Mowed a Head Start for two years. Pain in the arse, due to way it was set up, plus a deep ditch that had to be cut with a trimmer along the front. Last year they put it up for bid. I bid my current price, and they quit me for a $5 lower bid. This year they fired that person, due to poor performance. A friend of mine called and asked if I was going to bid, and I told him "hell no, go for it".

    Mowed a small strip mall for a couple of years, inheriting the job from an LCO I bought out. Charged $30, should have been at least $40 due to all the trash, etc, to deal with. Last year, they quit me and went with a guy who does it for $25. Parts of the ditch, which I trimmed every cutting, went all last summer without being trimmed once. But, hey, they saved a whopping $5 every week!

    Residential customers can put the screws to you also, but overall, I have found them to be much more loyal, and less apt to drop you if you raise your prices a reasonable amount.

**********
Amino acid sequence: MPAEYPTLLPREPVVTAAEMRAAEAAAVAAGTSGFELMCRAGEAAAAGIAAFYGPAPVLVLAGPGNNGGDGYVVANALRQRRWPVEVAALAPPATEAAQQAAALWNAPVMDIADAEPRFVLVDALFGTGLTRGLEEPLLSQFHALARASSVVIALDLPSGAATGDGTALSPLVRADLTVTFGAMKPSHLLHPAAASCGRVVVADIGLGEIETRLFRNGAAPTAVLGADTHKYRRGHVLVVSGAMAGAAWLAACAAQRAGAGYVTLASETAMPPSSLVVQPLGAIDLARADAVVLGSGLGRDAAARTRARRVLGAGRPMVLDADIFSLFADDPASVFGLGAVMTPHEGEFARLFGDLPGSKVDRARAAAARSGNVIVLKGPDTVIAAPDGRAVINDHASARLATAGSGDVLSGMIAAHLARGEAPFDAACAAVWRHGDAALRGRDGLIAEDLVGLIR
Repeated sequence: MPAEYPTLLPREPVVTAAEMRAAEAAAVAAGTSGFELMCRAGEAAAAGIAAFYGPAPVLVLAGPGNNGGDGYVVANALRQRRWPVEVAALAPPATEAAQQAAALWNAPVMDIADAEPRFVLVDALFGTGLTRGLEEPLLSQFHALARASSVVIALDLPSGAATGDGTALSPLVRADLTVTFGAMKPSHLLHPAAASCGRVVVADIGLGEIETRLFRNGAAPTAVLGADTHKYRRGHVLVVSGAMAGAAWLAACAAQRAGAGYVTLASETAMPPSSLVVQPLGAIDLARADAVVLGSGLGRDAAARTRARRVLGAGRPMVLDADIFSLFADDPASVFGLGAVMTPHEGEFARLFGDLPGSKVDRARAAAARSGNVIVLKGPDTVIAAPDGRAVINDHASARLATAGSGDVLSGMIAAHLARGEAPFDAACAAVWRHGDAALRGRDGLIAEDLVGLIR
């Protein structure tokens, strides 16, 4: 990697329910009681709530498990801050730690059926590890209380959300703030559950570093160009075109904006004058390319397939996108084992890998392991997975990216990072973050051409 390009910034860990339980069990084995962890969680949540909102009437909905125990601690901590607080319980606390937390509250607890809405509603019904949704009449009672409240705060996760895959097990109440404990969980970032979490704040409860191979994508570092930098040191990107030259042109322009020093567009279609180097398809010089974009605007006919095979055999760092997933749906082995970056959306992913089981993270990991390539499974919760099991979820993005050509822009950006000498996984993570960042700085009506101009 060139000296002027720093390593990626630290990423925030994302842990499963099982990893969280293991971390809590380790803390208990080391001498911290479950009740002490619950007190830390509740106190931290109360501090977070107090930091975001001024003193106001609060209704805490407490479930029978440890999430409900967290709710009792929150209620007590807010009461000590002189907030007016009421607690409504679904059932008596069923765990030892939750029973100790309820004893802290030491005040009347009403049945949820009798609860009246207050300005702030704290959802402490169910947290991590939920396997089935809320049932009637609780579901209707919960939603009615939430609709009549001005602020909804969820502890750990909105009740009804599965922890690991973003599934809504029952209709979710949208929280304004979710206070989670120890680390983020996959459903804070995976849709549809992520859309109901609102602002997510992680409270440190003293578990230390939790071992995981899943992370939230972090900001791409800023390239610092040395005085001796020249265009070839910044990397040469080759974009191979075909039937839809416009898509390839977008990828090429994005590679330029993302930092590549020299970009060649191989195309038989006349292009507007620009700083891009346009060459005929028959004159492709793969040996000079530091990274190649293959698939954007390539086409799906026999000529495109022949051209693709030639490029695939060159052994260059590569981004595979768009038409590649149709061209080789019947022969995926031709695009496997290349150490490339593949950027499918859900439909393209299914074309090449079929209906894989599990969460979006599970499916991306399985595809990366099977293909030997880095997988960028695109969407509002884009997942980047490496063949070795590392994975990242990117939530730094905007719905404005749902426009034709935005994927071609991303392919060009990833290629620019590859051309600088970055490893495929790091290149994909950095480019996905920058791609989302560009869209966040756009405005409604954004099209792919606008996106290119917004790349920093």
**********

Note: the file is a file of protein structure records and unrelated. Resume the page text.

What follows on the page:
8. ringahding

    ringahding LawnSite Senior Member
    Messages: 611

    I know we are in different markets. Our commercial sites get us through our crazy winter months, not the residential.

    No way am I saying give up on residential (EVER), but I have to disagree with you not pursuing commercials.

    What could/would you do different to keep these commercial accounts?
  9. Landscraper1

    Landscraper1 LawnSite Senior Member
    Male, from Southeastern Ma.
    Messages: 753

    Commercial and Residential are very similar. Some are price driven and others care more about quality. At least in the commercial market, we can compete on a more level playing field. In other words, if you don't have worker's comp or high liability Ins, you can't even bid on my jobs. Residential, anyone can bid on.
  10. clydebusa

    clydebusa Inactive
    Messages: 1,660

    All these examples are true and true with homeowners.